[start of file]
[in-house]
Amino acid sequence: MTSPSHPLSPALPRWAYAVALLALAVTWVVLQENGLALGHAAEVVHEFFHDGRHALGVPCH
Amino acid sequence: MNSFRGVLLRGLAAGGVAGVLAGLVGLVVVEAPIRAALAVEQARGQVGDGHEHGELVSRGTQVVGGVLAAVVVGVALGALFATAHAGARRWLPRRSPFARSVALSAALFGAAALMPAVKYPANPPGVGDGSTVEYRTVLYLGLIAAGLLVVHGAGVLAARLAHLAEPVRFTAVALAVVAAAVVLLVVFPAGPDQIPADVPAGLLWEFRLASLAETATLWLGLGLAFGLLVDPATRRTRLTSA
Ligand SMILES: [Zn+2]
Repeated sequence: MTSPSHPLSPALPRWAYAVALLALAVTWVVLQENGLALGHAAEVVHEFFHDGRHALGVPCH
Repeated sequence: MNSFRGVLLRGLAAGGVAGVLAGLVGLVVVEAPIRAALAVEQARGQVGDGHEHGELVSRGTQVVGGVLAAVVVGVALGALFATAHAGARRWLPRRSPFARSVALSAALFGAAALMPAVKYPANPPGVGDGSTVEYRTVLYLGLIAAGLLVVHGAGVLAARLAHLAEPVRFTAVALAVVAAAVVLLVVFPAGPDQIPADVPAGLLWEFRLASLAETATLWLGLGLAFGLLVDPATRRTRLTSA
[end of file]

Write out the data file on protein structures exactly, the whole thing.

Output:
[in-house]
Amino acid sequence: MTSPSHPLSPALPRWAYAVALLALAVTWVVLQENGLALGHAAEVVHEFFHDGRHALGVPCH
Amino acid sequence: MNSFRGVLLRGLAAGGVAGVLAGLVGLVVVEAPIRAALAVEQARGQVGDGHEHGELVSRGTQVVGGVLAAVVVGVALGALFATAHAGARRWLPRRSPFARSVALSAALFGAAALMPAVKYPANPPGVGDGSTVEYRTVLYLGLIAAGLLVVHGAGVLAARLAHLAEPVRFTAVALAVVAAAVVLLVVFPAGPDQIPADVPAGLLWEFRLASLAETATLWLGLGLAFGLLVDPATRRTRLTSA
Ligand SMILES: [Zn+2]
Repeated sequence: MTSPSHPLSPALPRWAYAVALLALAVTWVVLQENGLALGHAAEVVHEFFHDGRHALGVPCH
Repeated sequence: MNSFRGVLLRGLAAGGVAGVLAGLVGLVVVEAPIRAALAVEQARGQVGDGHEHGELVSRGTQVVGGVLAAVVVGVALGALFATAHAGARRWLPRRSPFARSVALSAALFGAAALMPAVKYPANPPGVGDGSTVEYRTVLYLGLIAAGLLVVHGAGVLAARLAHLAEPVRFTAVALAVVAAAVVLLVVFPAGPDQIPADVPAGLLWEFRLASLAETATLWLGLGLAFGLLVDPATRRTRLTSA